Key provisions in the House-passed HEROES Act

In May, the U.S. House of Representatives passed another legislative package to address the COVID-19 pandemic—the Health and Economic Recovery Omnibus Emergency Solutions (HEROES) Act. Unlike previous COVID-19 legislation, this bill was passed in the House mainly along party lines. Though its passage in the Senate is unlikely, aspects of the HEROES Act could serve as a starting point for lawmakers as they consider future legislation to address the ongoing health and economic impact of the pandemic.

The $3 trillion HEROES Act includes:

  • Nearly $1 trillion for state, local, tribal and U.S. territory governments to assist them with the economic impacts of the public health emergency caused by the coronavirus.
  • $100 billion for hospital and health care providers to assist them with lost revenue or additional expenses directly related to the public health emergency.
  • $75 billion for COVID-19 testing and contact tracing.
  • Additional direct payments of up to $1,200 per individual.
  • An extension of federal unemployment compensation that was passed in previous COVID-19 legislation, including an extension of the $600 per week unemployment supplement through January 31, 2021.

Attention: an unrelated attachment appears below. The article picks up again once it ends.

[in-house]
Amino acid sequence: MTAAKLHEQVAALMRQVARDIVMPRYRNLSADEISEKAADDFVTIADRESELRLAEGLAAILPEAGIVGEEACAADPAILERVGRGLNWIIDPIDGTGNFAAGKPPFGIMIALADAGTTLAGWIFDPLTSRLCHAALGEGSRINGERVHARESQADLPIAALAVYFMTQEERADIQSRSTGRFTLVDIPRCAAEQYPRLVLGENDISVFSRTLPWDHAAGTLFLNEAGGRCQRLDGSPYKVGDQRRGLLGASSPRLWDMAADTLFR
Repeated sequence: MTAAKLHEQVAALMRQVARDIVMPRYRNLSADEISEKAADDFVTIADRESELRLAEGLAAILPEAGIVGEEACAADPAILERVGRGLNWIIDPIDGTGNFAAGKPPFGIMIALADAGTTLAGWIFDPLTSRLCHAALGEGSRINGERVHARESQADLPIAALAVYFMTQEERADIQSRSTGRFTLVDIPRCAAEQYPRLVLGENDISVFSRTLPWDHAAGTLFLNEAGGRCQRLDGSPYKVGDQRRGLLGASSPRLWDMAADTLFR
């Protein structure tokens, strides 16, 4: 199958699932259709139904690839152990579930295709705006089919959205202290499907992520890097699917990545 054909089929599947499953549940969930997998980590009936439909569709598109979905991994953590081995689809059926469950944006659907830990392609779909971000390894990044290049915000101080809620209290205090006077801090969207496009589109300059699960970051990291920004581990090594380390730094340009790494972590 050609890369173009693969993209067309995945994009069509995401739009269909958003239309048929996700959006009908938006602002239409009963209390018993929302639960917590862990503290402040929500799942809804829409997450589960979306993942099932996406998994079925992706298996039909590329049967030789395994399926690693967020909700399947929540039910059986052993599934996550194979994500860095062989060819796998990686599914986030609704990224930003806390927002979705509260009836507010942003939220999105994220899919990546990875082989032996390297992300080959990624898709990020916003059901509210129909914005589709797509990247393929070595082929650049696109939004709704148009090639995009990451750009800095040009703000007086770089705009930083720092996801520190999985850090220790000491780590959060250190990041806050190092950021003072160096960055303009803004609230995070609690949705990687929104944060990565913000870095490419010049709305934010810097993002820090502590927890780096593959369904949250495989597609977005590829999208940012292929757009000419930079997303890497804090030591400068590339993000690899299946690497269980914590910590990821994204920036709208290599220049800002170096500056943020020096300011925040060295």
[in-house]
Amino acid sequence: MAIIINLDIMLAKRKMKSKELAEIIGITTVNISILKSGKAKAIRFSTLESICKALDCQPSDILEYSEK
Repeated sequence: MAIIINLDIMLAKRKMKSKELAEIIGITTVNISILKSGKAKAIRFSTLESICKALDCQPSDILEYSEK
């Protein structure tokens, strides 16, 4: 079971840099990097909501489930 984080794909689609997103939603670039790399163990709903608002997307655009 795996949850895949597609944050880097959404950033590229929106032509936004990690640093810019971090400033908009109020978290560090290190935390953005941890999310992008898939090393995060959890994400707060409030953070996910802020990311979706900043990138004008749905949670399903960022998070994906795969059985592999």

• An extension of refundable payroll tax credits for paid sick and family leave established under previous COVID-19 legislation, through the end of 2021.
  • An expansion of the previously enacted freeze on home evictions and foreclosures, and additional money for states and local governments to help renters and homeowners pay their rent and mortgages.
  • Additional funding for food and nutrition programs, food banks and payments to farmers.
  • Modifications and expansion of the Paycheck Protection Program, enacted in previous COVID-19 legislation, which provides loans and grants to small businesses and nonprofit organizations.
  • The elimination of patient cost-sharing and out-of-pocket costs for COVID-19 treatments for people with Medicare, Medicare Advantage, Medicaid, TRICARE, Veterans Affairs health plans and private health insurance in the individual or group market.
  • A 14% increase in Federal Medical Assistance Percentage (FMAP) payments to state Medicaid programs starting July 1, 2020 through June 30, 2021. The American Kidney Fund (AKF) recently signed on to a letter to Congress about this.

The HEROES Act also includes two health insurance protections that AKF has urged Congress to include in the next round of COVID-19 legislation. One is launching a special enrollment period for uninsured individuals so they can enroll in Affordable Care Act (ACA) coverage through the ACA Health Insurance Marketplace. The second provision would provide premium subsidies to allow recently unemployed workers to maintain their employer-sponsored coverage through January 2021, if they are eligible for COBRA due to a layoff or reduction in hours, and for workers who have been furloughed but are still active in their employer-sponsored plan.

The HEROES Act does not contain a provision that would ban surprise medical bills, which is another issue AKF is urging Congress to include in the next COVID-19 legislative package. Surprise medical bills occur when a patient unknowingly receives care from an out-of-network provider; bills can amount to thousands—even tens of thousands—of dollars and be financially devastating to patients.


About the Author

Mike Ly

Mike Ly is the director of public policy at the American Kidney Fund.